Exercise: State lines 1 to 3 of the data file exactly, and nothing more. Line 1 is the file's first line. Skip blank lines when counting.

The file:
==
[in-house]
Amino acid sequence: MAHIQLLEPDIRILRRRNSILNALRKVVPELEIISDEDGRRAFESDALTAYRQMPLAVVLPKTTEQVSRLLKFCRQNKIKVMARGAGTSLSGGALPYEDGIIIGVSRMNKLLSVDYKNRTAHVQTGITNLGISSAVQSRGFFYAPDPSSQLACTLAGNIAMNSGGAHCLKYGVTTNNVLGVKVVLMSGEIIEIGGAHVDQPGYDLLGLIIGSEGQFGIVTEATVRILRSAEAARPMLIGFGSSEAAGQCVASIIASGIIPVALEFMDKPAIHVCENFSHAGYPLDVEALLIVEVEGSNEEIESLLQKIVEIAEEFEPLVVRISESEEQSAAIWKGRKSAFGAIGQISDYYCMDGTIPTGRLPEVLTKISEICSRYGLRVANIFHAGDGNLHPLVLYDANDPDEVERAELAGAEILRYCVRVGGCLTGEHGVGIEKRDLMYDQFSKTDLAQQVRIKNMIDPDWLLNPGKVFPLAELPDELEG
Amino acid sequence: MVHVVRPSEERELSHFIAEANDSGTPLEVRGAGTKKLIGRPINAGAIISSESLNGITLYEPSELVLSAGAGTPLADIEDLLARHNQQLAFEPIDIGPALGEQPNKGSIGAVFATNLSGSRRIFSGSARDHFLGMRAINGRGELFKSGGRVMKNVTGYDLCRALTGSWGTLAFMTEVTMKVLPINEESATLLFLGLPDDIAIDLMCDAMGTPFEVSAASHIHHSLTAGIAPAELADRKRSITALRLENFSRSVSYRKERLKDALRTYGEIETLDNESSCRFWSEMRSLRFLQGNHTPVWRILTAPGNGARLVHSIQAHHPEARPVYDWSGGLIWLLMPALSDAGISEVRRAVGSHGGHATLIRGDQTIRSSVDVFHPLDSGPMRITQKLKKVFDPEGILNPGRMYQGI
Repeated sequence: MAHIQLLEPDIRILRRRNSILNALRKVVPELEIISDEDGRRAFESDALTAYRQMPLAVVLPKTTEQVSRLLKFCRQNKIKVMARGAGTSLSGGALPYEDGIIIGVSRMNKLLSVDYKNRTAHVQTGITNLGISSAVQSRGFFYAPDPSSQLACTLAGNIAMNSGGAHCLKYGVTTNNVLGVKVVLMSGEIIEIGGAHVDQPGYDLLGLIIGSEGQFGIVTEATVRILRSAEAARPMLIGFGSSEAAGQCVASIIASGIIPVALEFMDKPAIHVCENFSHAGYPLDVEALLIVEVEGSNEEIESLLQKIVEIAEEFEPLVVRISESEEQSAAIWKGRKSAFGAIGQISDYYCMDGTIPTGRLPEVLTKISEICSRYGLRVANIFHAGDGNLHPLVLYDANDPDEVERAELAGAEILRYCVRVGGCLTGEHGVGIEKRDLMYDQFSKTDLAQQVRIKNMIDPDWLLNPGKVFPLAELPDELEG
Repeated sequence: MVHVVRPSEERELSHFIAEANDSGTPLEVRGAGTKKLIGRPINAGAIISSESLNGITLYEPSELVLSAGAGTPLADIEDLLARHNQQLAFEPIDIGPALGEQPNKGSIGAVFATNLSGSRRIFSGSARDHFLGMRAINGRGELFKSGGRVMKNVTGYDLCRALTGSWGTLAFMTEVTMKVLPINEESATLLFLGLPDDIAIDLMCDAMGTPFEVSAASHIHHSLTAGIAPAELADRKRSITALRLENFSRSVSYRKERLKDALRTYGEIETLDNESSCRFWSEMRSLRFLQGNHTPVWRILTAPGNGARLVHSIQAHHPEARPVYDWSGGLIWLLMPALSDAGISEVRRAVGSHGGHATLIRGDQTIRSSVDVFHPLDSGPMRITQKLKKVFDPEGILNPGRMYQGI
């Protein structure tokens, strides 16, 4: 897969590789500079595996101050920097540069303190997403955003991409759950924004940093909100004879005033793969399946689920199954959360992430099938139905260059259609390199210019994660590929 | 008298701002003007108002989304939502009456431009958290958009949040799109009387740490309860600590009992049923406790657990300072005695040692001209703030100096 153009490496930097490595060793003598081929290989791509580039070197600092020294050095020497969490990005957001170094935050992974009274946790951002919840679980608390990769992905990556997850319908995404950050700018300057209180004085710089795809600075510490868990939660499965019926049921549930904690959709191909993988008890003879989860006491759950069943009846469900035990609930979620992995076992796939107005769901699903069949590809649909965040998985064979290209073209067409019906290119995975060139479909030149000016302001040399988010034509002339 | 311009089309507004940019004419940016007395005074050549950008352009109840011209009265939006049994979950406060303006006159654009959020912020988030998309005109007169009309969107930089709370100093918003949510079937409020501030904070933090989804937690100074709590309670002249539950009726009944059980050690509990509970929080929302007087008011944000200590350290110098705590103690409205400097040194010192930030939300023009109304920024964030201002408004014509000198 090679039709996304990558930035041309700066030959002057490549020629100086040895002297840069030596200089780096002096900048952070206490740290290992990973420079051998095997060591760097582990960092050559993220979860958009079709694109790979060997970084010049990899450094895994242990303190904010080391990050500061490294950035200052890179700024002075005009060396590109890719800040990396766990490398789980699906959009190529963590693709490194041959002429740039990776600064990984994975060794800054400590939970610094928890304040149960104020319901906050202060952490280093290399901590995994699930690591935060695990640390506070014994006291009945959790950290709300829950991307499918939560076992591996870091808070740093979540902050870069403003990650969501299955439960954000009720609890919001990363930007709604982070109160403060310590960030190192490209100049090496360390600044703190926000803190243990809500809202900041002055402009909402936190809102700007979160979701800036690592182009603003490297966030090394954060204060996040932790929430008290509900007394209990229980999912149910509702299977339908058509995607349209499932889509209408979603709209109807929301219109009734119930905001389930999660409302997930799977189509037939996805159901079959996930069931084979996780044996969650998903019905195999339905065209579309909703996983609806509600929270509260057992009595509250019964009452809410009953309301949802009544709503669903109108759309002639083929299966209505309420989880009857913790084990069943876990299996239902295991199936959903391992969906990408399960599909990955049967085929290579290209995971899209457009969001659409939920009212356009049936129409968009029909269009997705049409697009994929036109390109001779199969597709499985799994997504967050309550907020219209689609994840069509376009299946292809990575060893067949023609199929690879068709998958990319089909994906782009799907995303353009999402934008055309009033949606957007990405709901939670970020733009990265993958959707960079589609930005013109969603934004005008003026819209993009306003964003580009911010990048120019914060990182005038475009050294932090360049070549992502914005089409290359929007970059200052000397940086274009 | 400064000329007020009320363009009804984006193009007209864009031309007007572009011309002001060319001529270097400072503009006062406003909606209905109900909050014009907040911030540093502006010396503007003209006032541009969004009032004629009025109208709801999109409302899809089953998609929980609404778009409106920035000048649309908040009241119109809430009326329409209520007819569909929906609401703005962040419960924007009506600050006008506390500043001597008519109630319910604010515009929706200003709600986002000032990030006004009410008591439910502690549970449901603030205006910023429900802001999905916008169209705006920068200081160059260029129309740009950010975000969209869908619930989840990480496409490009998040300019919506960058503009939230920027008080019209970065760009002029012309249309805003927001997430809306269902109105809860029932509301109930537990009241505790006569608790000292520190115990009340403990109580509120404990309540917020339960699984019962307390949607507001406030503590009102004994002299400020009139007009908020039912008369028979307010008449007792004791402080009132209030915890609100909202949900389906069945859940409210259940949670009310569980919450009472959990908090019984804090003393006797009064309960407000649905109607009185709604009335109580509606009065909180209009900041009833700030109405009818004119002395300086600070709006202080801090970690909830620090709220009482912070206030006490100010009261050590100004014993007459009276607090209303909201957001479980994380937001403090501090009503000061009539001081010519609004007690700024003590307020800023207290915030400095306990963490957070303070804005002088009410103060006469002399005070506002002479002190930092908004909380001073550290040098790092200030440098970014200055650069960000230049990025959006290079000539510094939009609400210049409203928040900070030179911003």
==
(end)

[in-house]
Amino acid sequence: MAHIQLLEPDIRILRRRNSILNALRKVVPELEIISDEDGRRAFESDALTAYRQMPLAVVLPKTTEQVSRLLKFCRQNKIKVMARGAGTSLSGGALPYEDGIIIGVSRMNKLLSVDYKNRTAHVQTGITNLGISSAVQSRGFFYAPDPSSQLACTLAGNIAMNSGGAHCLKYGVTTNNVLGVKVVLMSGEIIEIGGAHVDQPGYDLLGLIIGSEGQFGIVTEATVRILRSAEAARPMLIGFGSSEAAGQCVASIIASGIIPVALEFMDKPAIHVCENFSHAGYPLDVEALLIVEVEGSNEEIESLLQKIVEIAEEFEPLVVRISESEEQSAAIWKGRKSAFGAIGQISDYYCMDGTIPTGRLPEVLTKISEICSRYGLRVANIFHAGDGNLHPLVLYDANDPDEVERAELAGAEILRYCVRVGGCLTGEHGVGIEKRDLMYDQFSKTDLAQQVRIKNMIDPDWLLNPGKVFPLAELPDELEG
Amino acid sequence: MVHVVRPSEERELSHFIAEANDSGTPLEVRGAGTKKLIGRPINAGAIISSESLNGITLYEPSELVLSAGAGTPLADIEDLLARHNQQLAFEPIDIGPALGEQPNKGSIGAVFATNLSGSRRIFSGSARDHFLGMRAINGRGELFKSGGRVMKNVTGYDLCRALTGSWGTLAFMTEVTMKVLPINEESATLLFLGLPDDIAIDLMCDAMGTPFEVSAASHIHHSLTAGIAPAELADRKRSITALRLENFSRSVSYRKERLKDALRTYGEIETLDNESSCRFWSEMRSLRFLQGNHTPVWRILTAPGNGARLVHSIQAHHPEARPVYDWSGGLIWLLMPALSDAGISEVRRAVGSHGGHATLIRGDQTIRSSVDVFHPLDSGPMRITQKLKKVFDPEGILNPGRMYQGI